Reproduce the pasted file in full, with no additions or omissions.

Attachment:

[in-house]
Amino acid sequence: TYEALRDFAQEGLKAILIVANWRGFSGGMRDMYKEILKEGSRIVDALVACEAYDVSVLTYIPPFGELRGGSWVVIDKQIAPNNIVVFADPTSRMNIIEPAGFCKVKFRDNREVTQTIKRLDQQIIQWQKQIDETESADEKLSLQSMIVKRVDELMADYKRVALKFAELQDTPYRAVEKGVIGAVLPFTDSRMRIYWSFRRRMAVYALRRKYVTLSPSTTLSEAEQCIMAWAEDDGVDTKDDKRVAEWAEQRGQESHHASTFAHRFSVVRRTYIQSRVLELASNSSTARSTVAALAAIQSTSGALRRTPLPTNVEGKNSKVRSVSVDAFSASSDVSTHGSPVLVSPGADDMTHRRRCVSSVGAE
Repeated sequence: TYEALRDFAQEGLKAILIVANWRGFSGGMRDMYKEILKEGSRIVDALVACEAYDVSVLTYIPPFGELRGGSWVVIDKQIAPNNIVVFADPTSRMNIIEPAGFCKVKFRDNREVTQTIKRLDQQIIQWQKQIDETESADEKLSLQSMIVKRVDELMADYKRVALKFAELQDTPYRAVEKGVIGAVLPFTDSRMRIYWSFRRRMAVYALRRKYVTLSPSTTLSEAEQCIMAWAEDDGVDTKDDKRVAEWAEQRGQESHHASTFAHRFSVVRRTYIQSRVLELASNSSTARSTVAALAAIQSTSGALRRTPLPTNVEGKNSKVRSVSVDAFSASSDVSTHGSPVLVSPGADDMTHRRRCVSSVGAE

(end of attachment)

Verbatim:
[in-house]
Amino acid sequence: TYEALRDFAQEGLKAILIVANWRGFSGGMRDMYKEILKEGSRIVDALVACEAYDVSVLTYIPPFGELRGGSWVVIDKQIAPNNIVVFADPTSRMNIIEPAGFCKVKFRDNREVTQTIKRLDQQIIQWQKQIDETESADEKLSLQSMIVKRVDELMADYKRVALKFAELQDTPYRAVEKGVIGAVLPFTDSRMRIYWSFRRRMAVYALRRKYVTLSPSTTLSEAEQCIMAWAEDDGVDTKDDKRVAEWAEQRGQESHHASTFAHRFSVVRRTYIQSRVLELASNSSTARSTVAALAAIQSTSGALRRTPLPTNVEGKNSKVRSVSVDAFSASSDVSTHGSPVLVSPGADDMTHRRRCVSSVGAE
Repeated sequence: TYEALRDFAQEGLKAILIVANWRGFSGGMRDMYKEILKEGSRIVDALVACEAYDVSVLTYIPPFGELRGGSWVVIDKQIAPNNIVVFADPTSRMNIIEPAGFCKVKFRDNREVTQTIKRLDQQIIQWQKQIDETESADEKLSLQSMIVKRVDELMADYKRVALKFAELQDTPYRAVEKGVIGAVLPFTDSRMRIYWSFRRRMAVYALRRKYVTLSPSTTLSEAEQCIMAWAEDDGVDTKDDKRVAEWAEQRGQESHHASTFAHRFSVVRRTYIQSRVLELASNSSTARSTVAALAAIQSTSGALRRTPLPTNVEGKNSKVRSVSVDAFSASSDVSTHGSPVLVSPGADDMTHRRRCVSSVGAE